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Pink Starfish

April 3, 2013, 6:04 p.m.
Posts: 526
Joined: April 16, 2005

I don't mind new school smashing berms, but Starfish/Boundary/Groovula was on old fave. Would like to see it back sooner than later. I'm also thankful that high 4" skinnies are finally dead, I was growing very tired of riding around with bent rotors and twisted rear mechs.

April 3, 2013, 6:51 p.m.
Posts: 1393
Joined: Aug. 13, 2009

Dave, you never fail to speak the truth.
The difference with 'you should do this' and 'I'm going to do this' is pretty massive on these here boards.
The world is run by those who show up.
Then guys with the old 'dumb down' shit…just laughable they can't find any more gnar.

Just my opinion and not looking to start an argument (this means you, Woodro) I'd bet that if individuals were ALLOWED to maintain and revitalize the woodwork and bigger moves on some of the old trails, they would step up and do it. Knowing they would not get the stamp of approval (which I understand, due to liability concerns) likely keeps many folk away and focusing their efforts elsewhere.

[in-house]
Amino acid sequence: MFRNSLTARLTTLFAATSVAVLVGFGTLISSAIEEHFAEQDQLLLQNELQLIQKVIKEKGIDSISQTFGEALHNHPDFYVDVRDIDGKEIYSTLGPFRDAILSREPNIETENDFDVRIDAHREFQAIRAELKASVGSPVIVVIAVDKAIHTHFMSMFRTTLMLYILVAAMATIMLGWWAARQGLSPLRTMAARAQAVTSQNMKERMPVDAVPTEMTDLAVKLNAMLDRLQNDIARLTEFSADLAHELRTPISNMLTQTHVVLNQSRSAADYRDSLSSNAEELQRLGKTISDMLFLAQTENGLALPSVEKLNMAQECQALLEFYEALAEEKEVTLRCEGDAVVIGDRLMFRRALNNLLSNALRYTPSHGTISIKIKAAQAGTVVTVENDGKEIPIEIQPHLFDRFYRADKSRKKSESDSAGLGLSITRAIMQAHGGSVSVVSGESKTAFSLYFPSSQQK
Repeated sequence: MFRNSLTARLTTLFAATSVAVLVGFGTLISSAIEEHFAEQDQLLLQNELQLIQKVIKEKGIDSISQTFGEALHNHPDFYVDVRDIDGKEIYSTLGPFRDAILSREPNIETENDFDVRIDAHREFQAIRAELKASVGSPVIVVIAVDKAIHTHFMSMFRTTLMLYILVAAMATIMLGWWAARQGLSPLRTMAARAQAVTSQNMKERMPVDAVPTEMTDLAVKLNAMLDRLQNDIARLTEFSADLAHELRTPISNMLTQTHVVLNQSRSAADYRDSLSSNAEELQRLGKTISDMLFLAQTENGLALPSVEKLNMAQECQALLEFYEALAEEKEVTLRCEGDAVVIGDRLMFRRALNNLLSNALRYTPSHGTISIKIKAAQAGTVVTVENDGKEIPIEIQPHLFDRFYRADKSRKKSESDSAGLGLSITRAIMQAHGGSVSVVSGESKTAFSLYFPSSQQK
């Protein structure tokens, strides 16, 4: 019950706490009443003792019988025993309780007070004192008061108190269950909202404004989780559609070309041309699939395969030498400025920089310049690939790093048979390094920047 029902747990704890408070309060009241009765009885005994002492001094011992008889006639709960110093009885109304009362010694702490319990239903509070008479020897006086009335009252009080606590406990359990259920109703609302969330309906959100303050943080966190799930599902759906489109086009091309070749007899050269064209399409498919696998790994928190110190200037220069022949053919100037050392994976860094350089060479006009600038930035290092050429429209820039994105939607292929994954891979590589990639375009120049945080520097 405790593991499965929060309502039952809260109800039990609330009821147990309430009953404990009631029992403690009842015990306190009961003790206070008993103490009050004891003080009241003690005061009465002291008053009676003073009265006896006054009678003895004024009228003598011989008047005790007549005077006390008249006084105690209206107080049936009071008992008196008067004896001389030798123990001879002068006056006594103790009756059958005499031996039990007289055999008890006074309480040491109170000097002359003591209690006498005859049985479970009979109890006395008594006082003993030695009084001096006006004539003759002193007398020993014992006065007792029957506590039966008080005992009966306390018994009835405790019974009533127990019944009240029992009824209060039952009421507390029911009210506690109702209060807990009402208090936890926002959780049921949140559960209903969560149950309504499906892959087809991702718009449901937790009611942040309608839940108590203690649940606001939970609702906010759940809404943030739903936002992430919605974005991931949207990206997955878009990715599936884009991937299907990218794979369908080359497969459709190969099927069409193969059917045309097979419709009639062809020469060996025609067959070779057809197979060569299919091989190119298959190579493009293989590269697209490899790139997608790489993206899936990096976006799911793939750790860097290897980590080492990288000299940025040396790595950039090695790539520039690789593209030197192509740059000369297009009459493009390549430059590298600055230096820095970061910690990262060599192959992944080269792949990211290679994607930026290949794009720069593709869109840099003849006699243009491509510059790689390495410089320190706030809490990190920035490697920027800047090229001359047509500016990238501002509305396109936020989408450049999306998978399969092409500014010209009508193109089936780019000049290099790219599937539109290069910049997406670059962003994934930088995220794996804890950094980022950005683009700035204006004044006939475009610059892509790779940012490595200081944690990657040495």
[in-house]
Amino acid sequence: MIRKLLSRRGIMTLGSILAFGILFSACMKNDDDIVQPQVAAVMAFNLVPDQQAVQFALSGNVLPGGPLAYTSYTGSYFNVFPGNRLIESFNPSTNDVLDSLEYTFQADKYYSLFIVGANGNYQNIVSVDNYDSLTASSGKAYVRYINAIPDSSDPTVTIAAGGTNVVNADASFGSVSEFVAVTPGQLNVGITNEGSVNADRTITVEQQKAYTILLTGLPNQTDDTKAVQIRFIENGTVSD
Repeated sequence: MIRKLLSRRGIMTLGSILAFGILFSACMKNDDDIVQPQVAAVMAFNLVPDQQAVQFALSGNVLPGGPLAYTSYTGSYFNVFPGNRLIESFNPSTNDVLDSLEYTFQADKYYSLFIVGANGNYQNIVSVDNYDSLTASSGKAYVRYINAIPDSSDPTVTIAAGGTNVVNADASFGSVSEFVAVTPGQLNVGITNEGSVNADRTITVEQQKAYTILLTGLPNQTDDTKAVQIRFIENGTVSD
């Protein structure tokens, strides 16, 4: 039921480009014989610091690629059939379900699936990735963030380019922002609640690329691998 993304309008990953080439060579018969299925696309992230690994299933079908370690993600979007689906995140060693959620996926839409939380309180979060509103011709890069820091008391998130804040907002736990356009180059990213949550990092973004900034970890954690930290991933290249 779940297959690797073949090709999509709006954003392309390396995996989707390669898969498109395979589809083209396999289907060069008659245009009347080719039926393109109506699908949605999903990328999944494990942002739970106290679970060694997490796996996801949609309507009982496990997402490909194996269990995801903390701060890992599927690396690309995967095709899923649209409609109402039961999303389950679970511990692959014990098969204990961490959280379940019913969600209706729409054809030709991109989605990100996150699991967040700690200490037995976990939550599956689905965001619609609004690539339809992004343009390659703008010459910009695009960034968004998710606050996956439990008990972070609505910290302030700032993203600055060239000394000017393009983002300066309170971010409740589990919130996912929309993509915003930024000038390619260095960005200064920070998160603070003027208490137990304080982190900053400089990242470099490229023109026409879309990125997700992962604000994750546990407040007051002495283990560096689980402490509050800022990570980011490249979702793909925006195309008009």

Structures/Skinnies are going the way of the dodo bird for 3 reasons. Land Managers don't like them, nobody maintains them and most people don't want to ride them.

If you can't ride a few "slick rungs" then please go ride burnaby mountain or the sea wall.

Sadly enough the times of dangerous dan and the likes of 10 foot 4" skinnies to terrible transitions is gone, some for the better some not. What we are seeing now is the last remains of how the shore came about. A place where people were scared to ride some days. With the growing sport, more people and now sanctioning bodies that means this type of style is now unsafe or dangerous to the DNV.

What we have now is the nsmba, which is like whistler. Trails for all but none that someone could get seriously hurt on(if an actual good rider). There are some double black diamonds in nsmba's bag of goods but in reality most trails are blue and mayyyybeeeee black.

Case in point, boogieman. Once a knarly double black, only thing on that trail now that is double black is the last rock face section. Progression yes, since long gone is the possibility that someone might actually think about their skill level and relate it to the trail sign and difficulty.